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TRil WEEKLY EDITIGY WINNSBORO. S.C.. fARCH 3. 900. ESTABLISHED 1844
After the clangor of battle.
There comes a moment of rest.
And the simple hopes and the simple joys
And the simple thoughts are best.
After the victor's pman.
After the thunder of gun,
There comes that lull that must come to all
Before the eet of sua.
Then what is the happiest memory?
Is it the foe's defeat?
's it the splendid praise of a world
That thunders by at your reet?
Nay, nay. to the life-worn spirit
The happiest the-:ghts are those
That carry us Lack to the simple joys
And .he sweetness of life's repose.
A simple love and a sinipler trust
And a simple duty done
Are truer torches to light to death
Than a whole world's victories won.
IM TILES BUCXHAX
WAS 8 oclock of a Saturday
inornir.. in February when Mr.
r and Mrs. Stone drove out of
their farmyard and took tho
road northward. The crisp snow of
the highway, packed and polished by
weeks of good sleighing, creaked
under the runners of their "cutter,"
and -the sun was shining gloriously
over the wooded hills to the east
The Stones were going to spend
Sunday with ''Cousin Maria," Stone's
second cousin, and the object of Mrs.
Stone's admiration and envy. She
declared that there was no house like
Cousin Maria's, and no domestic con
venienees and advantages like those
she enjoyed; that nobodyv wore such
SeautifT-clothes, or had such good
t-ingso- eat, or commanded such re
senes ft "do with"as Cousin Maria..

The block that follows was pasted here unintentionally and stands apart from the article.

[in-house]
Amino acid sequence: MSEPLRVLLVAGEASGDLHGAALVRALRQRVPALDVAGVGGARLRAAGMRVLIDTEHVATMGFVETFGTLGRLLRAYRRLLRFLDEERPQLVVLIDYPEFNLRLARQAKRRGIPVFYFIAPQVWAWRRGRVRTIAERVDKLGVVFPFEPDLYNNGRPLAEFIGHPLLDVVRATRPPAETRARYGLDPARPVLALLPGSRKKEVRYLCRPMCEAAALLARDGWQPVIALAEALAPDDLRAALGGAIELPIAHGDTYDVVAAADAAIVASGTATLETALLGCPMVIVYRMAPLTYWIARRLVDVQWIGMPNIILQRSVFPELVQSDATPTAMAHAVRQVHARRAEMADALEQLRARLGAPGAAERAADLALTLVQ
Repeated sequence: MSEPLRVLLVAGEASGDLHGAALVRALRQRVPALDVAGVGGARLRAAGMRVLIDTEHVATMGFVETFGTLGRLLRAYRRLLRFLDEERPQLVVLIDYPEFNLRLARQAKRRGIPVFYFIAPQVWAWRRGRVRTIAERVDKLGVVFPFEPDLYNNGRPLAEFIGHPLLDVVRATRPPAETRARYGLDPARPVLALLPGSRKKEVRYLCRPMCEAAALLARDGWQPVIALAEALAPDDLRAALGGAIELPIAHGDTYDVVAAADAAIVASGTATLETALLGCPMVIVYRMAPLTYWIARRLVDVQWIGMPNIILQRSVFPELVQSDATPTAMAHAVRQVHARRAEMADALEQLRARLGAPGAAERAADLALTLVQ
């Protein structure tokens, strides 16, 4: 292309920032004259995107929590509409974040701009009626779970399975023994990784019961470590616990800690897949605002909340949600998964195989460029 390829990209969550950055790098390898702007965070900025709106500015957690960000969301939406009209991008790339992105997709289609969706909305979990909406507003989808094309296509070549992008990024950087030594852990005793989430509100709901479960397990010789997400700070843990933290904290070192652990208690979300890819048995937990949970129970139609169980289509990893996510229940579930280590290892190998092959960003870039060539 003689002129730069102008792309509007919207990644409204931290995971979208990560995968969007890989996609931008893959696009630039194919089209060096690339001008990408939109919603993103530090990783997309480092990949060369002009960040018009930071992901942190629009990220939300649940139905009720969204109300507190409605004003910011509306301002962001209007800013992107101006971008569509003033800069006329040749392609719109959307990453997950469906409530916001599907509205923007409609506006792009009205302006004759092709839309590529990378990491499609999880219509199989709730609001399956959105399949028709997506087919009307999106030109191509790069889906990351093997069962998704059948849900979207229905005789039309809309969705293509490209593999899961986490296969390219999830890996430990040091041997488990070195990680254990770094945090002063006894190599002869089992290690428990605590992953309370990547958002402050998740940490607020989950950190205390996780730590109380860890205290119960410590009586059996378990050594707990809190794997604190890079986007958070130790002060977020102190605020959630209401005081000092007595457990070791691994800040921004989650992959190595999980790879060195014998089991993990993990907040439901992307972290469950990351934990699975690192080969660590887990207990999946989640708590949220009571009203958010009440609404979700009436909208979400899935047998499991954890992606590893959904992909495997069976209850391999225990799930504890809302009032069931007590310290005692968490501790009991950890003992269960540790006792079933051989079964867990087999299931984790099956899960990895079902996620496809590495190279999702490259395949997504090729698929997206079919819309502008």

sbort, Mrs. Amass Stone, who had
iotbeen a great while married. and
wolIaioneof the nicest little farm
uMsei41e-country, as wdll as one
estand most devoted husbands
Beworld; wan somehow a victim of
ost-disagi-eeable and distress
alaay envious discontent; and
e:occasion of it was
Ji ishe could only. ex
11eaee1haps not husbands,
big elsey with Coifsin
enough -y 'that strange
ineretel~y~ i t'sincer enrve
ittle oman with the big'devoted,
erlike-husband and the modelfarm
us/overlo.ing one of the- most
'beantiful an:i productive valley farms
in New Englaut.. "If I could only
keep house' like Cousin - Ella!" she
would sometimes say to her hisband;
and then she would add to hei-self,
"Perhaps I might if I had as nice a
house and the things to do with that
Sincere and dordial envy does not
make people dislike each other, by
Sany eans; and it was natural enough
that Mrs. Stone and her cousin, Mrs.
Holmes, should enjoy visiting each
other and thereby adding fresh fuel
to their mutaal admiration. They
traveled back andforth on these social
exchanges a good deal, and their hus
bands, who liked each other (and each
others fare, by the way), were never
averse to "driving over" for a dry's
outing. The two farms lay soma 20
miles apart, in different townships,
and about midwr between them was
a village, where the Stones and the
Holmeses each had a special friend,
with whom it wvas convenient andi
*pleasant to stop for dinner while
* going a-visiting.
The sleigh bells rang cheerily and
*the miles rapidly fell away behind the
* Stones' cutter this Februaryv mnorning,
as they drove along toward Hydeville,
- the half way village. "I hope nothing
will happen to the stock or the hens,
over Sunday." said Mr. Stone.
"Oh, don't worry about that!" ex
claimed his wife. "You spoke to
Leonard, as usual, didn't you?"
-"X'es, I asked him to fodder once a
* day and attetid to the milking. But